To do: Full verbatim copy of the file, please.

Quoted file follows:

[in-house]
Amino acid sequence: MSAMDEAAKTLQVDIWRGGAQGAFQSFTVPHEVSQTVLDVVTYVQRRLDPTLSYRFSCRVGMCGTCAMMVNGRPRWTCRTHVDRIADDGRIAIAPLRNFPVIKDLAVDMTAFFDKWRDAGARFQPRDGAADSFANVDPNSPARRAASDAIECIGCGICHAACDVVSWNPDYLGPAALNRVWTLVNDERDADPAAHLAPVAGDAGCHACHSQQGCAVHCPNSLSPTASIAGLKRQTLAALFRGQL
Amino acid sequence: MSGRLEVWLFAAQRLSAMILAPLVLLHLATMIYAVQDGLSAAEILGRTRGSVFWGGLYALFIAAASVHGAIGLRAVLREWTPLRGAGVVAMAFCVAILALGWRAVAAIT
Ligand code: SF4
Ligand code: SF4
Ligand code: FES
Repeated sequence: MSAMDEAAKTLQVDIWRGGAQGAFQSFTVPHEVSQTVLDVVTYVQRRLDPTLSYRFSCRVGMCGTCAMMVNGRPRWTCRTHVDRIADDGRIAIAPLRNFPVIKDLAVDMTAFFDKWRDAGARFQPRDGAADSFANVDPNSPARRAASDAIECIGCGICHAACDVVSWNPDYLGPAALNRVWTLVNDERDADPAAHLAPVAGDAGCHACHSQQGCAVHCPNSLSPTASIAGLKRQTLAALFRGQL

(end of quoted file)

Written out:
[in-house]
Amino acid sequence: MSAMDEAAKTLQVDIWRGGAQGAFQSFTVPHEVSQTVLDVVTYVQRRLDPTLSYRFSCRVGMCGTCAMMVNGRPRWTCRTHVDRIADDGRIAIAPLRNFPVIKDLAVDMTAFFDKWRDAGARFQPRDGAADSFANVDPNSPARRAASDAIECIGCGICHAACDVVSWNPDYLGPAALNRVWTLVNDERDADPAAHLAPVAGDAGCHACHSQQGCAVHCPNSLSPTASIAGLKRQTLAALFRGQL
Amino acid sequence: MSGRLEVWLFAAQRLSAMILAPLVLLHLATMIYAVQDGLSAAEILGRTRGSVFWGGLYALFIAAASVHGAIGLRAVLREWTPLRGAGVVAMAFCVAILALGWRAVAAIT
Ligand code: SF4
Ligand code: SF4
Ligand code: FES
Repeated sequence: MSAMDEAAKTLQVDIWRGGAQGAFQSFTVPHEVSQTVLDVVTYVQRRLDPTLSYRFSCRVGMCGTCAMMVNGRPRWTCRTHVDRIADDGRIAIAPLRNFPVIKDLAVDMTAFFDKWRDAGARFQPRDGAADSFANVDPNSPARRAASDAIECIGCGICHAACDVVSWNPDYLGPAALNRVWTLVNDERDADPAAHLAPVAGDAGCHACHSQQGCAVHCPNSLSPTASIAGLKRQTLAALFRGQL